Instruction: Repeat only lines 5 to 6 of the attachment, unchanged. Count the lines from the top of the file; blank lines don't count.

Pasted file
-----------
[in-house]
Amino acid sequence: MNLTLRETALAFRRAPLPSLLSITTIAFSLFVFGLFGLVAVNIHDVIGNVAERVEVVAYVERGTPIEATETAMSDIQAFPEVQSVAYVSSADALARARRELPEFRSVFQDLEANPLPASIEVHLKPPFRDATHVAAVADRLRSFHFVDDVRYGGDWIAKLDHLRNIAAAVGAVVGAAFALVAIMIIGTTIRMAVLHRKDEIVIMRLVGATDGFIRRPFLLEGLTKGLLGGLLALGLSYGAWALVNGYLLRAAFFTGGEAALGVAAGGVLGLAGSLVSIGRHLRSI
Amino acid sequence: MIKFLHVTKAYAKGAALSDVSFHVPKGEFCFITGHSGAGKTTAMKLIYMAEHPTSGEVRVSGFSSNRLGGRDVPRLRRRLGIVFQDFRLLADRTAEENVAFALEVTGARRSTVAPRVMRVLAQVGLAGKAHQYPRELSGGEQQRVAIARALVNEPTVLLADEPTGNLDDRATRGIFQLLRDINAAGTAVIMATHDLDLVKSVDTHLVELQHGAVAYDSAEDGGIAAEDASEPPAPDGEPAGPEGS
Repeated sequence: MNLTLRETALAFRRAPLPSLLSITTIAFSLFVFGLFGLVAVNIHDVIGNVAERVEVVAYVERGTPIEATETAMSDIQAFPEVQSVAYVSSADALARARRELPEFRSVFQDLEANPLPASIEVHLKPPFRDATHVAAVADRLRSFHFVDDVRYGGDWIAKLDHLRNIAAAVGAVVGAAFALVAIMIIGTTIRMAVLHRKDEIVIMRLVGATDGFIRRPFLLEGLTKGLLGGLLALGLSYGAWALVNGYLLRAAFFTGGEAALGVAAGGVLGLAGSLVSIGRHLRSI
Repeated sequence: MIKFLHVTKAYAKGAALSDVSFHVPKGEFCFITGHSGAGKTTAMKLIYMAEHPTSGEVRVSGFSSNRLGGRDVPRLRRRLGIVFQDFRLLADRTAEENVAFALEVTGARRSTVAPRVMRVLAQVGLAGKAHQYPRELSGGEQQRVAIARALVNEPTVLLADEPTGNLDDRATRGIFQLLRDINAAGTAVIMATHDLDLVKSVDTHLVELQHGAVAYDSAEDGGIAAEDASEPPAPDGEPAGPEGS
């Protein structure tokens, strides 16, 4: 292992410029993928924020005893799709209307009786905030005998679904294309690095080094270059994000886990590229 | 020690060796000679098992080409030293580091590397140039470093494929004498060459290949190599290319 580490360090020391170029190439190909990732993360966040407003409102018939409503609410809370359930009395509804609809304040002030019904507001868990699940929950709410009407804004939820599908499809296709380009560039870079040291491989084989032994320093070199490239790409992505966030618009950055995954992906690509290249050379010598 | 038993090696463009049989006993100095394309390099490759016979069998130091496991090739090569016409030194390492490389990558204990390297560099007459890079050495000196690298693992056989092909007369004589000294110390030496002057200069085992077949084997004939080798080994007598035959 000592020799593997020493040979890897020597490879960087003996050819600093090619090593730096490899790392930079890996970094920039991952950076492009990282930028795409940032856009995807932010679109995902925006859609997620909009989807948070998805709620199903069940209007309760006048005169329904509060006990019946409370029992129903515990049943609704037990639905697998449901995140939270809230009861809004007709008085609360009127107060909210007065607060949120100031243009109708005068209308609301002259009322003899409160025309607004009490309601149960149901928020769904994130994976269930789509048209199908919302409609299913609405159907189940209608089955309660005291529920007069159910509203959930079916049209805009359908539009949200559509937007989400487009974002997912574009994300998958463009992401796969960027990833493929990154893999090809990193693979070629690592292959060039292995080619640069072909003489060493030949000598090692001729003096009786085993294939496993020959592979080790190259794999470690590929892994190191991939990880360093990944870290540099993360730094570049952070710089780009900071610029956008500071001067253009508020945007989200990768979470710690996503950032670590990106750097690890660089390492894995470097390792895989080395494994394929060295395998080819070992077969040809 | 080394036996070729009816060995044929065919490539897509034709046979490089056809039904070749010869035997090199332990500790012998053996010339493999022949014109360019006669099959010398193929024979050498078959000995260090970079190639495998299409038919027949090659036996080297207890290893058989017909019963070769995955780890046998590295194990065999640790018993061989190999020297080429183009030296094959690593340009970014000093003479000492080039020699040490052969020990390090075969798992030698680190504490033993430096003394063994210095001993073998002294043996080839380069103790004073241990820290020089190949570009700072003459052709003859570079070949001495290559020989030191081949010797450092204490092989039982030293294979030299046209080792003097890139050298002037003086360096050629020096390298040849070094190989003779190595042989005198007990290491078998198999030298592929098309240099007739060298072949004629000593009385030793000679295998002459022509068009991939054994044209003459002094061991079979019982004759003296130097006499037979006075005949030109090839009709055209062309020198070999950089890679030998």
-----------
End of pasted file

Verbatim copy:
Repeated sequence: MIKFLHVTKAYAKGAALSDVSFHVPKGEFCFITGHSGAGKTTAMKLIYMAEHPTSGEVRVSGFSSNRLGGRDVPRLRRRLGIVFQDFRLLADRTAEENVAFALEVTGARRSTVAPRVMRVLAQVGLAGKAHQYPRELSGGEQQRVAIARALVNEPTVLLADEPTGNLDDRATRGIFQLLRDINAAGTAVIMATHDLDLVKSVDTHLVELQHGAVAYDSAEDGGIAAEDASEPPAPDGEPAGPEGS
């Protein structure tokens, strides 16, 4: 292992410029993928924020005893799709209307009786905030005998679904294309690095080094270059994000886990590229 | 020690060796000679098992080409030293580091590397140039470093494929004498060459290949190599290319 580490360090020391170029190439190909990732993360966040407003409102018939409503609410809370359930009395509804609809304040002030019904507001868990699940929950709410009407804004939820599908499809296709380009560039870079040291491989084989032994320093070199490239790409992505966030618009950055995954992906690509290249050379010598 | 038993090696463009049989006993100095394309390099490759016979069998130091496991090739090569016409030194390492490389990558204990390297560099007459890079050495000196690298693992056989092909007369004589000294110390030496002057200069085992077949084997004939080798080994007598035959 000592020799593997020493040979890897020597490879960087003996050819600093090619090593730096490899790392930079890996970094920039991952950076492009990282930028795409940032856009995807932010679109995902925006859609997620909009989807948070998805709620199903069940209007309760006048005169329904509060006990019946409370029992129903515990049943609704037990639905697998449901995140939270809230009861809004007709008085609360009127107060909210007065607060949120100031243009109708005068209308609301002259009322003899409160025309607004009490309601149960149901928020769904994130994976269930789509048209199908919302409609299913609405159907189940209608089955309660005291529920007069159910509203959930079916049209805009359908539009949200559509937007989400487009974002997912574009994300998958463009992401796969960027990833493929990154893999090809990193693979070629690592292959060039292995080619640069072909003489060493030949000598090692001729003096009786085993294939496993020959592979080790190259794999470690590929892994190191991939990880360093990944870290540099993360730094570049952070710089780009900071610029956008500071001067253009508020945007989200990768979470710690996503950032670590990106750097690890660089390492894995470097390792895989080395494994394929060295395998080819070992077969040809 | 080394036996070729009816060995044929065919490539897509034709046979490089056809039904070749010869035997090199332990500790012998053996010339493999022949014109360019006669099959010398193929024979050498078959000995260090970079190639495998299409038919027949090659036996080297207890290893058989017909019963070769995955780890046998590295194990065999640790018993061989190999020297080429183009030296094959690593340009970014000093003479000492080039020699040490052969020990390090075969798992030698680190504490033993430096003394063994210095001993073998002294043996080839380069103790004073241990820290020089190949570009700072003459052709003859570079070949001495290559020989030191081949010797450092204490092989039982030293294979030299046209080792003097890139050298002037003086360096050629020096390298040849070094190989003779190595042989005198007990290491078998198999030298592929098309240099007739060298072949004629000593009385030793000679295998002459022509068009991939054994044209003459002094061991079979019982004759003296130097006499037979006075005949030109090839009709055209062309020198070999950089890679030998």